Like many athletes before him, former UFC champion Anderson Silva hired a likely high-priced attorney to help defend himself Thursday at an athletic commission (in this case, Nevada's) disciplinary hearing. And like many fighters before him, "The Spider" went in with poorly supported defense claims, a poor understanding of commission disciplinary history and an overall lack of preparation.

After following commission disciplinary proceedings for at least a decade, one of the strangest common occurrences I've noticed is fighters hiring lawyers who seem not to have a clue as to how help their clients in this setting. Time and again, fighters are represented by big-name lawyers who present some variation on the same, strained defenses for failed banned-substance tests that have almost always failed at commission hearings.

Silva and his team presented a convoluted, incredible defense as to why he failed multiple drug tests leading up to and immediately following UFC 183 in January, and then offered little to nothing in the way of supporting evidence for their story. Leaving aside the many comical-sounding goofs, including the commission accidentally having Salt-N-Pepa's "Let's Talk About Sex" and other anthems of yore pumped into the hearing room (really), and stilted translation work, Silva and his legal team's defense argument was perhaps the worst part of the entire, ridiculous episode.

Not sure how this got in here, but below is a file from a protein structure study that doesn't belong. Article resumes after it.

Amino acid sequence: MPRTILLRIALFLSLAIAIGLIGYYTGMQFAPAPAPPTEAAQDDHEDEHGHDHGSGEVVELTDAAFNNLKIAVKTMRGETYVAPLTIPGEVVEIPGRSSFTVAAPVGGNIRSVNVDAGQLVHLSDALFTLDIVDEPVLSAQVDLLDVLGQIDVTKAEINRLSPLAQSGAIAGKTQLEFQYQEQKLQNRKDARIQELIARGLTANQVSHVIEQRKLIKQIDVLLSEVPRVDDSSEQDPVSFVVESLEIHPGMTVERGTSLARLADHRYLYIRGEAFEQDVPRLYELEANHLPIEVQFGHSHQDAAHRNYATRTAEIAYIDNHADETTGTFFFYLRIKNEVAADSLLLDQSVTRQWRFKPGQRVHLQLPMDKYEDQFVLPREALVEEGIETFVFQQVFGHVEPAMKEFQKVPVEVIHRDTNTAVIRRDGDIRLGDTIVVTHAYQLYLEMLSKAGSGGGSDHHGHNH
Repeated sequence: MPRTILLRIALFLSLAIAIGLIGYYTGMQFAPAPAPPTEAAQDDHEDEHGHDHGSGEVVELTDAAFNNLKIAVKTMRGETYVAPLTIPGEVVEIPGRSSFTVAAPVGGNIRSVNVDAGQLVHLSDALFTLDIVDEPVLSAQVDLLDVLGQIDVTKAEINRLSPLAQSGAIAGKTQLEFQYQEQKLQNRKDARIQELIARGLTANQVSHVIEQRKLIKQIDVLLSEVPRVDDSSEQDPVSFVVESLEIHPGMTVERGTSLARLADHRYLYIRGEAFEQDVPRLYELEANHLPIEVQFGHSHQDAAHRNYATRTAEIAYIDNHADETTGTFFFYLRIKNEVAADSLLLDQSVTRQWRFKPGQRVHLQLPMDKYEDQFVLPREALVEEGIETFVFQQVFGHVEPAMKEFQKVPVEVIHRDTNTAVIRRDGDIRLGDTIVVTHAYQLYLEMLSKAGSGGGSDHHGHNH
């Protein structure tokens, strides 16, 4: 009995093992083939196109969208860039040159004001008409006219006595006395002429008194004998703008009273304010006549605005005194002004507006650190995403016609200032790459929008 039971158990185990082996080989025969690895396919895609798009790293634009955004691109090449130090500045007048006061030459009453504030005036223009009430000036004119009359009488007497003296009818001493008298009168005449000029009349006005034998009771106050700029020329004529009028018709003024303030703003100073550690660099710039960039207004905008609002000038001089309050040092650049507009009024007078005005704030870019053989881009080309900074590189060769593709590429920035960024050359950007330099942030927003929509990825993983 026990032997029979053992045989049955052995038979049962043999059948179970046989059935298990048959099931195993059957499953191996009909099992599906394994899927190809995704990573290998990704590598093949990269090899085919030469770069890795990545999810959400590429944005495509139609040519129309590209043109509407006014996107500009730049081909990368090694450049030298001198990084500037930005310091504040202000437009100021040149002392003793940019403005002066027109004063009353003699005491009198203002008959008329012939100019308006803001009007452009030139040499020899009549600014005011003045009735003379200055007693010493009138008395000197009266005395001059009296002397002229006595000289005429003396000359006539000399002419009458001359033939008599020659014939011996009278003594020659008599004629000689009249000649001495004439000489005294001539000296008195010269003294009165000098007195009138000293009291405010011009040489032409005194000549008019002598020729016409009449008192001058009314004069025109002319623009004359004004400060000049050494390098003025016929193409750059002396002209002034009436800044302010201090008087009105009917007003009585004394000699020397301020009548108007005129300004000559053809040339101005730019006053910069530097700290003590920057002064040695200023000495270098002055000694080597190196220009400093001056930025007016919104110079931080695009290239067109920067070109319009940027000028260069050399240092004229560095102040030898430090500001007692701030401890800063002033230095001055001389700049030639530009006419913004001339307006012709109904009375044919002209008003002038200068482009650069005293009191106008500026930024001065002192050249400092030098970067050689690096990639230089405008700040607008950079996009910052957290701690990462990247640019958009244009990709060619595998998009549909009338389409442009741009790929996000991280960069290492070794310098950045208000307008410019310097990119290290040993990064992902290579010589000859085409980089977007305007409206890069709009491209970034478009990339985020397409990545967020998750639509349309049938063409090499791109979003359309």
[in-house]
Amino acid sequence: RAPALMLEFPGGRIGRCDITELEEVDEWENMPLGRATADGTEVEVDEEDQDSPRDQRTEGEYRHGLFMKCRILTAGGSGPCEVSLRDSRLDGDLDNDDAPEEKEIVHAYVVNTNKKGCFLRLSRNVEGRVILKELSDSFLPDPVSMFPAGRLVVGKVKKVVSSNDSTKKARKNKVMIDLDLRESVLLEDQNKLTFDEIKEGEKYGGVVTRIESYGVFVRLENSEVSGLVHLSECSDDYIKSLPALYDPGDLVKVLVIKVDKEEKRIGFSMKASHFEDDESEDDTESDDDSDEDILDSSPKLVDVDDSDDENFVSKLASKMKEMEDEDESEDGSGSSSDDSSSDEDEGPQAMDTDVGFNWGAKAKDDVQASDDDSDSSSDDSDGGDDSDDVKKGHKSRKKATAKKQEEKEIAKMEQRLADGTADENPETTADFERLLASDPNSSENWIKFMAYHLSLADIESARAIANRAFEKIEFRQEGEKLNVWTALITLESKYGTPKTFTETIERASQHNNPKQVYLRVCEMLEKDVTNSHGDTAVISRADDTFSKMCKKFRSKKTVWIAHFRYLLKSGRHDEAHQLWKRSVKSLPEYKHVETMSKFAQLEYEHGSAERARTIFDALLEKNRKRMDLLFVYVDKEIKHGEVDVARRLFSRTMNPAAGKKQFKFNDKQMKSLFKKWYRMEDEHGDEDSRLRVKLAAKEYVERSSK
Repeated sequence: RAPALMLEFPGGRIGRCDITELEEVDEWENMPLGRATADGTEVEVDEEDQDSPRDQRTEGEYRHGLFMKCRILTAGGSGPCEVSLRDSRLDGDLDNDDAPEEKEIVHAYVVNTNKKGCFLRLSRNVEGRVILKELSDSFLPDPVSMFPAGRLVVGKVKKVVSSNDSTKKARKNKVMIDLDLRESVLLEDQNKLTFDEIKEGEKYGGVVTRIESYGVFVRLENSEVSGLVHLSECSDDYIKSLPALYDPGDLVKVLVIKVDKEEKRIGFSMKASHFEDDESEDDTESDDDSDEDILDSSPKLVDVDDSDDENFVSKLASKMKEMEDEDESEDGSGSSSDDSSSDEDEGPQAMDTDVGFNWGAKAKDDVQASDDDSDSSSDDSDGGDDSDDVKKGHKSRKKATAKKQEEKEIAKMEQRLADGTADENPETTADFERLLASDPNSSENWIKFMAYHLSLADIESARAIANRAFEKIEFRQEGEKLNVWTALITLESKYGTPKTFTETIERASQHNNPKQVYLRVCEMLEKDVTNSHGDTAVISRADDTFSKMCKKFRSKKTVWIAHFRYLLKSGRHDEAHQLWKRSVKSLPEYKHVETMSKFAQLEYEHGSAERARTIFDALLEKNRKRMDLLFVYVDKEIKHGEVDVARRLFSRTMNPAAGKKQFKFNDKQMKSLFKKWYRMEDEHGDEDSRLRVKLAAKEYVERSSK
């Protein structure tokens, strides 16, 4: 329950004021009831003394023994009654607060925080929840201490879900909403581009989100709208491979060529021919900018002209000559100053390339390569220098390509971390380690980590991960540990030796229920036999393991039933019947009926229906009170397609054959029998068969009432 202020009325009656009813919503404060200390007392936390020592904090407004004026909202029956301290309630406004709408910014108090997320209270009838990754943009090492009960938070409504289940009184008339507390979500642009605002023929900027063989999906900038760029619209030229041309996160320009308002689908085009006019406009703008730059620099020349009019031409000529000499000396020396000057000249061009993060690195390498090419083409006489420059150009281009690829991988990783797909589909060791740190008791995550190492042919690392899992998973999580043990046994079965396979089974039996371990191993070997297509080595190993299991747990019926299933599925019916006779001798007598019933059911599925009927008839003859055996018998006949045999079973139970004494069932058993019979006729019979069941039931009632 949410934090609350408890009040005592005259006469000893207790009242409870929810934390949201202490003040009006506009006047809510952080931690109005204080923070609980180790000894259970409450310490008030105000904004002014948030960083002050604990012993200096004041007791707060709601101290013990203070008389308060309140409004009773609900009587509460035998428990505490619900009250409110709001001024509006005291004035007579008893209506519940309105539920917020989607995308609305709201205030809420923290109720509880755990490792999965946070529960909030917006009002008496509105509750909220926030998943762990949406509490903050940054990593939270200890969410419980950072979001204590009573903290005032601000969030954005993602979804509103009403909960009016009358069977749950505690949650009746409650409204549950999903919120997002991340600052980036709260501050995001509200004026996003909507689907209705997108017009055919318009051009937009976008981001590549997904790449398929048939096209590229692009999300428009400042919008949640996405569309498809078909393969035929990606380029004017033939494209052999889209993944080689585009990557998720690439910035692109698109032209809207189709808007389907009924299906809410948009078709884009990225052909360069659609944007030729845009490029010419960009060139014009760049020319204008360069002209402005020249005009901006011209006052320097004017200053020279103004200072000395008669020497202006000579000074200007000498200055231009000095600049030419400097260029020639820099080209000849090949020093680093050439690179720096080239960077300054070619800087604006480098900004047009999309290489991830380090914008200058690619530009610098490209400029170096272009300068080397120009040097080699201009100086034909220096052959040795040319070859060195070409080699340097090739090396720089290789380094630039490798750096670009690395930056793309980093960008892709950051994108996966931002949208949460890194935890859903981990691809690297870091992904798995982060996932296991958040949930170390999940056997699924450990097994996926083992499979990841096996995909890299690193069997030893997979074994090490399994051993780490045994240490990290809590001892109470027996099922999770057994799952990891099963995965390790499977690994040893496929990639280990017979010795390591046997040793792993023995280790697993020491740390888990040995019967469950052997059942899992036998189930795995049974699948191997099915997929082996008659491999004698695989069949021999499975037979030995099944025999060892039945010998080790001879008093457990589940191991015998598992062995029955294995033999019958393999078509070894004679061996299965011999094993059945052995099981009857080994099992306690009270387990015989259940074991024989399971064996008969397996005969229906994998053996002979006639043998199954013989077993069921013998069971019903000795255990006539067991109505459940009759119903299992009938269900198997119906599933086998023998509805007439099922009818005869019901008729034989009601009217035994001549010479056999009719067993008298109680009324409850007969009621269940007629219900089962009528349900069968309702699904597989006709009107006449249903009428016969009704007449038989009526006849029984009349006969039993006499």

More from FoxSports

If Silva and his team had taken even a cursory look at the Nevada commission's disciplinary decision record with regard to banned substances, they could have guessed that the "my friend gave me a tainted supplement or medicine" excuse doesn't usually doesn't result in leniency. More often than not, the commission has maintained that fighters are always responsible for what they put in their own bodies.

Still, Silva and his lawyer either unnecessarily concocted or revealed an embarrassing story of the fighter needing help with sexual performance, then turning to a newly made friend who procured a male-enhancement drug for him. Turns out, according to Silva and his team, that the medicine probably contained the banned steroids that he was popped for.

Perhaps it did. That likely wouldn't have absolved Silva of any guilt, however, in the eyes of the commission.